Another factor holding back sustainable investment is the lack of data. There are a number of organizations that provide environmental assessments for companies. This data is vital for the markets to properly price in to environmental risks. However, these organizations often offer different environmental ratings for the same companies, making such pricing difficult.
The ability to collect high quality data on topics such as land management and corporate environmental impact has never been easier given the availability of digital and remote sensing technologies. But in countries where such technologies are not available and companies do not yet provide comprehensive environmental assessments, it becomes very difficult for the markets to price in these risks.
How can we get the national financial authorities to work towards a global financial system that values natural capital appropriately (reduced CO2 emissions, environmental sustainability)? In China, Europe and elsewhere, authorities have begun to actively formulate national approaches to the problem, but the global nature of capital markets and environmental challenges call for a global solution.
China’s central bank governor Yi Gang has announced that the People’s Bank of China (PBOC) is working with the European Union to achieve a convergence of taxonomies for green investments in the two markets, with the aim of implementing a commonly recognized classification system for corporate environment certificates by the end of this year.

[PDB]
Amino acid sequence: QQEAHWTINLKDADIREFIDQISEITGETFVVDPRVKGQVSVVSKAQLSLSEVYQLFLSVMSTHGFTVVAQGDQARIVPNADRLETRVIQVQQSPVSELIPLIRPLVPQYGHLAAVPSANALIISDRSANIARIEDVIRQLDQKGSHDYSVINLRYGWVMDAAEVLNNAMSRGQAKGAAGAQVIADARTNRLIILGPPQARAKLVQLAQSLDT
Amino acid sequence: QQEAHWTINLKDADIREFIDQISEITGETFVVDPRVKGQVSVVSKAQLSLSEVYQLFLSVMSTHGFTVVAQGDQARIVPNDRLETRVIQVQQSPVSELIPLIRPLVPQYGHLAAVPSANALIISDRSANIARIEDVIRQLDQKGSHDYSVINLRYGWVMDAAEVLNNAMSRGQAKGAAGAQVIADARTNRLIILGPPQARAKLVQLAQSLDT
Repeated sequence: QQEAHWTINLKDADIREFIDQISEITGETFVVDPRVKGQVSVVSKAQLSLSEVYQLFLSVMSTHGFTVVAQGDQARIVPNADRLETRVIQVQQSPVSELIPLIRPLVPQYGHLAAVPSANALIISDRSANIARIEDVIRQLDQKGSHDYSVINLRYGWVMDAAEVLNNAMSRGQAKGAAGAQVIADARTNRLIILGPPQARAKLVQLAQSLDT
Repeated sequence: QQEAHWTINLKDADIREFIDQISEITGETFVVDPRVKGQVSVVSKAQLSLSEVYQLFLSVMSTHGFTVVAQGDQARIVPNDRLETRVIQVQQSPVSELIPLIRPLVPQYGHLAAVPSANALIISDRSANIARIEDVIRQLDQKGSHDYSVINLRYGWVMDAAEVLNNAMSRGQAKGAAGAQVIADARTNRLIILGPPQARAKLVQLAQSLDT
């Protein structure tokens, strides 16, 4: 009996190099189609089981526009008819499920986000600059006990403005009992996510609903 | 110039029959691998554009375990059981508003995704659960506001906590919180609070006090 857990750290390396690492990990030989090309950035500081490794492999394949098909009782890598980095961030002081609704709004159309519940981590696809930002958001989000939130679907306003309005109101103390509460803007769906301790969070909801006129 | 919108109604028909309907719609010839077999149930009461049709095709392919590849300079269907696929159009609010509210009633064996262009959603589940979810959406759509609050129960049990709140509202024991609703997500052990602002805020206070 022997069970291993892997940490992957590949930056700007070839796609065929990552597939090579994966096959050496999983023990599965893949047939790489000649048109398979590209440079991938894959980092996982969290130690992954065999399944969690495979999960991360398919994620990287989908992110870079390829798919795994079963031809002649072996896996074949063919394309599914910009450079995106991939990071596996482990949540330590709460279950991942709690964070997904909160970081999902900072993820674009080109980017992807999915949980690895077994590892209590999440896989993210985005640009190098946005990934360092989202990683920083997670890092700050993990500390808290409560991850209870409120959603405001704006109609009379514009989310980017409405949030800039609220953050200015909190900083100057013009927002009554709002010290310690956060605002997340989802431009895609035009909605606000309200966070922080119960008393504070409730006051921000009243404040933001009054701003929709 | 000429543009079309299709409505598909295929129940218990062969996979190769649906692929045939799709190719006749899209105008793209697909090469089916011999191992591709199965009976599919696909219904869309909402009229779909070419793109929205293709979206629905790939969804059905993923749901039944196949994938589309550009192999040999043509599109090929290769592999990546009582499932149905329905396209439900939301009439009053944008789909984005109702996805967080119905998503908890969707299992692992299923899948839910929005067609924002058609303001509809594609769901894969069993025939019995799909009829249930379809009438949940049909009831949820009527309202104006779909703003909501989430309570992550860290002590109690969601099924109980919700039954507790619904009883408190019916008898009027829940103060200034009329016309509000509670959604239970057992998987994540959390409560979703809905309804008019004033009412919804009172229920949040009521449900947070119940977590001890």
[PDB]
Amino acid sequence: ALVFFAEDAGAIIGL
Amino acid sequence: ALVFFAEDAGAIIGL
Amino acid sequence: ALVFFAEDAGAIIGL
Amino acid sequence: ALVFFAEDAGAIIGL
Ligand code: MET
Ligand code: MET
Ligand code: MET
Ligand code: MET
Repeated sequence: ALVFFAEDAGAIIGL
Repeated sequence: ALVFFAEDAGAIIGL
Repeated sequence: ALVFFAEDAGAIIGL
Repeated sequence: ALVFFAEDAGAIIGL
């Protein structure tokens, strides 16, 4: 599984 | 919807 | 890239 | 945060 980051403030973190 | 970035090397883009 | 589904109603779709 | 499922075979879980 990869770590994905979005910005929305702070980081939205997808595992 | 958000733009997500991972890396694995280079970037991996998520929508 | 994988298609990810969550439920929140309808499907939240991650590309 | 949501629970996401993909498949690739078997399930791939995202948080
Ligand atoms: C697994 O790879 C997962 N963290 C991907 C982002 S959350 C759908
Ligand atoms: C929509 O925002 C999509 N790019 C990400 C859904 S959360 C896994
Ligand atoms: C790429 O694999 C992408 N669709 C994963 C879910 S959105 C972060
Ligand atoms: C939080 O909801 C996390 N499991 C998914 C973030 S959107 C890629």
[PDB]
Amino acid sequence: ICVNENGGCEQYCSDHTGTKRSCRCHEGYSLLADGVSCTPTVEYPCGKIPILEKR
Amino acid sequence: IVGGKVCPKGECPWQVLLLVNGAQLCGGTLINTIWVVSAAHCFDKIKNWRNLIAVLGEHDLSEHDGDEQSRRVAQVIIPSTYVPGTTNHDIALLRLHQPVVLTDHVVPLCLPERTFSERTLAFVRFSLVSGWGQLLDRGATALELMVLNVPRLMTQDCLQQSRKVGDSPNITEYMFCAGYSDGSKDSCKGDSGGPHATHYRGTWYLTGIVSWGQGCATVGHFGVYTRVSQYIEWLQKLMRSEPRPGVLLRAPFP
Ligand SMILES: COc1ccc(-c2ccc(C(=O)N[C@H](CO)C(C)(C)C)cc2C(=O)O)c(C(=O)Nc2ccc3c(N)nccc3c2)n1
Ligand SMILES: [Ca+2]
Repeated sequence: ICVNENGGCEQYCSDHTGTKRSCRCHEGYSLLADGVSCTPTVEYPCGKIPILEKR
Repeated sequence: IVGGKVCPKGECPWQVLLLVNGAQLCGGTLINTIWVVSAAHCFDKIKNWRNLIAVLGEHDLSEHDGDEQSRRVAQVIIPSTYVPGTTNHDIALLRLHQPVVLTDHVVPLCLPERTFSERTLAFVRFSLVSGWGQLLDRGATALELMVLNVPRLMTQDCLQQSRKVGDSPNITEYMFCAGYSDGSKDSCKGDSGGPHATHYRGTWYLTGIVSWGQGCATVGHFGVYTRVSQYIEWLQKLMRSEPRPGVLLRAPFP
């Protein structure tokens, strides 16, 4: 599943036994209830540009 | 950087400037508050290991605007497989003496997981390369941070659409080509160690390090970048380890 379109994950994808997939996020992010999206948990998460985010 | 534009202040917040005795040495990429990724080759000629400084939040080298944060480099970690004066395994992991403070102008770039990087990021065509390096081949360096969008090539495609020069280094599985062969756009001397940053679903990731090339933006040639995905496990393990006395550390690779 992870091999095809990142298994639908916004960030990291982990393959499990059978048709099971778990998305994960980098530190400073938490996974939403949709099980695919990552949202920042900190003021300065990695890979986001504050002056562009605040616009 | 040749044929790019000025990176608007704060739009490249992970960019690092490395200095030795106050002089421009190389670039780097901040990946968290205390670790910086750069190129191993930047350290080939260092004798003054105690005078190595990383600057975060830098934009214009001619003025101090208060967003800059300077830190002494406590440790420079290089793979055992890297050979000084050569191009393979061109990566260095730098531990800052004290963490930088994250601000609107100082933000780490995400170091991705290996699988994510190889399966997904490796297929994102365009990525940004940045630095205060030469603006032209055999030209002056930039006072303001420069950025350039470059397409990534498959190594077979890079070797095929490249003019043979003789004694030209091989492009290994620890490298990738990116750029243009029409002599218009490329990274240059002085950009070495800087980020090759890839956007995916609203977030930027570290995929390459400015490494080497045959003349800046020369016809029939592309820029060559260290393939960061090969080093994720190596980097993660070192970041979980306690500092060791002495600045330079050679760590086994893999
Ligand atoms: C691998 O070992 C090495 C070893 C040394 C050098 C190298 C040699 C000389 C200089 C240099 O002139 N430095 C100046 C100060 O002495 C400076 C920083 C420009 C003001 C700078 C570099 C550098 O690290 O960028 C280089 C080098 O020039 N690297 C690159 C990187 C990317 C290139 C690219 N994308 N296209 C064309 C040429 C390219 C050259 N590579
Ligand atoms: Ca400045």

APEC is a platform from which these problems can be addressed. As a framework for cooperation, more than a negotiating forum, it can help find practical areas of cooperation, particularly between the United States and China, and build broader consensus for mutual benefit. APEC also provides a practical, private-sector-led way to take action against climate change that supports agriculture, stimulates investment and strengthens financial stability; something that can help draw more unruly governments into the tent.
Sustainable investment is a practical area in which China and the United States can work together on a common priority. It’s an issue the PBOC has been working on for a number of years, it has political appeal on both sides of the island in the United States, and is something that resonates with APEC governments who favor technology- and privately-led approaches to climate change .
One of the challenges is to ensure that credit is provided for the correct time period. It can take decades for the economic benefits of sustainable investments like improved land management to pay off. The government’s job is to ensure that the institutions are in place to stimulate natural capital markets and make these markets as effective as possible.
In view of the troubled national budget and the threat of climate change, strengthening the role of private financing is no longer preferable, but has become indispensable.
Adam Triggs is a Director at Accenture Strategy, a Visiting Fellow at the ANU Crawford School of Public Policy, and a Non-Resident Fellow at the Brookings Institution.